Can anyone suggest how to improve it?

    Thanks,
     
  12. Markd77

    Senior Member

    Sep 7, 2009
    2,803
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    I did it a similar way to button debouncing:
    Every 20ms read ADC
    Convert ADC to button number
    Compare to button number from 20ms ago
    If it's the same the button is pressed, if not ignore it and save the button number for next time.
    Here's the schematic:
    http://www.marksphotos.info/3w1.gif
    Here' some scrappy, badly commented code (works fine though):

    Code ( (Unknown Language)):
    1.     bsf ADCON0, 1            ;start conversion
    2. adc_wait2
    3.     btfsc ADCON0, 1
    4.     goto adc_wait2
    5.      
    6.     call get_button
    7.     movwf count2
    8.  
    9.     subwf AN2_old_val, W        ;is it the same as last time?
    10.     btfss STATUS, Z
    11.     goto not_new_number_press
    12. ;should do something if button changed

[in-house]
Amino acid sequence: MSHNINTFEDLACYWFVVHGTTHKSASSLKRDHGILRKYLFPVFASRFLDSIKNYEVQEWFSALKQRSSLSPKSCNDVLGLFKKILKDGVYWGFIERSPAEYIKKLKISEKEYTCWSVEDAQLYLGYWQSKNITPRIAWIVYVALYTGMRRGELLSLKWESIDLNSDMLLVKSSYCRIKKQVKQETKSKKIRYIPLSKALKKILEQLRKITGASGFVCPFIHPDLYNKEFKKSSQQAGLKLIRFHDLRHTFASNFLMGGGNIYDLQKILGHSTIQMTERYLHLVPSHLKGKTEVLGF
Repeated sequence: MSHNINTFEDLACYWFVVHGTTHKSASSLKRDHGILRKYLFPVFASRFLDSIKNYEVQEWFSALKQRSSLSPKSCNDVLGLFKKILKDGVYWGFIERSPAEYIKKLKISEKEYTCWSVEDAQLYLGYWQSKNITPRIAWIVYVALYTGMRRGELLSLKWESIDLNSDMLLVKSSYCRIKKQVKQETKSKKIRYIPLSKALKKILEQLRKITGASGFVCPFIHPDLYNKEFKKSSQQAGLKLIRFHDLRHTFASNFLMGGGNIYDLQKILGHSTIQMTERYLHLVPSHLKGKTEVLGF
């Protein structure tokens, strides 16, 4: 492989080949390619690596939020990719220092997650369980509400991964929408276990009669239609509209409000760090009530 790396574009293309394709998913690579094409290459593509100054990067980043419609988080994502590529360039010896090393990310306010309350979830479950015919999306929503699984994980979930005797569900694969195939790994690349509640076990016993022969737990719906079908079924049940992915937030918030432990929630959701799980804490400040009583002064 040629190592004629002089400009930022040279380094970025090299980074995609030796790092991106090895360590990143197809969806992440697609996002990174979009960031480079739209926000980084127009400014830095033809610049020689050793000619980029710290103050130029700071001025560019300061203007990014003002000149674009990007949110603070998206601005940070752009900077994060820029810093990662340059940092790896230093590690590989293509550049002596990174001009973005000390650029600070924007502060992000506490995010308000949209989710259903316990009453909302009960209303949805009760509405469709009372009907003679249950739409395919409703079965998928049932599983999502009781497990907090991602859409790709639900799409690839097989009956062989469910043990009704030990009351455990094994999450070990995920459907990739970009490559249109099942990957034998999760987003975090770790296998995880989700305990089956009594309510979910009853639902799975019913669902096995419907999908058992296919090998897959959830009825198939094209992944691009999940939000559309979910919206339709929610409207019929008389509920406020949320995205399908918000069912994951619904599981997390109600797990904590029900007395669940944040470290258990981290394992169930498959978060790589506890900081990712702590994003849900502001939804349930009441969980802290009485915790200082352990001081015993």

13.     movf count2, W                ;is it button release?
    14.     btfsc STATUS, Z
    15.     goto number_release
    16.  
    17.     btfsc flags, number_button_pressed
    18.     goto not_new_number_press
    19.     goto new_number_press
    20.  
    21. number_release
    22. bsf flags, number_button_released
    23. goto not_new_number_press
    24.  
    25. new_number_press
    26. bcf flags, number_button_released
    27.     bsf flags, number_button_pressed
    28.     movf count2, W
    29.     movwf number_button_val
    30.  
    31. not_new_number_press
    32. movf count2, W
    33. movwf AN2_old_val
    Code ( (Unknown Language)):
    1. get_button